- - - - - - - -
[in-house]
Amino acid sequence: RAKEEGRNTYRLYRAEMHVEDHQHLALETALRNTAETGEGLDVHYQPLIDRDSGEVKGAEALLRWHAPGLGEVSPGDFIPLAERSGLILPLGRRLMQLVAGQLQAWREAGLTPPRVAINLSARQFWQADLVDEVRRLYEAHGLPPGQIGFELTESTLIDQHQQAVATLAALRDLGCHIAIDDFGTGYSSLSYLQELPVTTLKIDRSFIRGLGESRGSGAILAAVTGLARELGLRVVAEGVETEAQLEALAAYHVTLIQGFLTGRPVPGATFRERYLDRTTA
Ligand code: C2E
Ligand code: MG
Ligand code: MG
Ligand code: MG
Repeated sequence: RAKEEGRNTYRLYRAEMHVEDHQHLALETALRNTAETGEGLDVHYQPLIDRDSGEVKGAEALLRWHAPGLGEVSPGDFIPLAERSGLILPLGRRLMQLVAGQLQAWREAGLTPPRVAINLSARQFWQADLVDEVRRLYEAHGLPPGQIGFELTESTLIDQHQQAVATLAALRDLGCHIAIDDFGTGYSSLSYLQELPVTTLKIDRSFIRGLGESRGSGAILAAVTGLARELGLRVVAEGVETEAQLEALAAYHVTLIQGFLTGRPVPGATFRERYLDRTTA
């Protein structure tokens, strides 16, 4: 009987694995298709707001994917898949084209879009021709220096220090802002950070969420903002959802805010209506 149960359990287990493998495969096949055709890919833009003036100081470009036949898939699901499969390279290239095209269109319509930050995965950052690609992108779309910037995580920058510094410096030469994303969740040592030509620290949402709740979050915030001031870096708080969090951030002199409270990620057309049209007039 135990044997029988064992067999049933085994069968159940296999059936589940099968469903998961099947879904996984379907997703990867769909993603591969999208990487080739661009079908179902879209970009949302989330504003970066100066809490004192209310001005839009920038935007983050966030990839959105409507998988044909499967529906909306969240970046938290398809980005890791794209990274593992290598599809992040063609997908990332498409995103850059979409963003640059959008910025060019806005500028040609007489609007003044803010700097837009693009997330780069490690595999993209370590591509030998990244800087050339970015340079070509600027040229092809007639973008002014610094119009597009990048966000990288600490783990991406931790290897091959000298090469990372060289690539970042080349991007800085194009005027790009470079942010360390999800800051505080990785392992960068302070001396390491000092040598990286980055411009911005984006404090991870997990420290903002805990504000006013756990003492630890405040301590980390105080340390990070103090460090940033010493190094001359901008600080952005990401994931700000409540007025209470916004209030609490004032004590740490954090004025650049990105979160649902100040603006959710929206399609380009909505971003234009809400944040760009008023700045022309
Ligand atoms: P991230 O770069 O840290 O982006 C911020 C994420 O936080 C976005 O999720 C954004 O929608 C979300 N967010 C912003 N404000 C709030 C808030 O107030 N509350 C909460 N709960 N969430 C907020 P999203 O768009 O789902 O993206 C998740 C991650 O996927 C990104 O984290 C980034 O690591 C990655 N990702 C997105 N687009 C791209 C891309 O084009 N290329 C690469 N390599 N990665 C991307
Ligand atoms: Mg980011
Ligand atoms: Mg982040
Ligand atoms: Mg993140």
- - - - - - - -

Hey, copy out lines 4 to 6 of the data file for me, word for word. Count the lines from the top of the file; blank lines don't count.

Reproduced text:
Ligand code: MG
Ligand code: MG
Ligand code: MG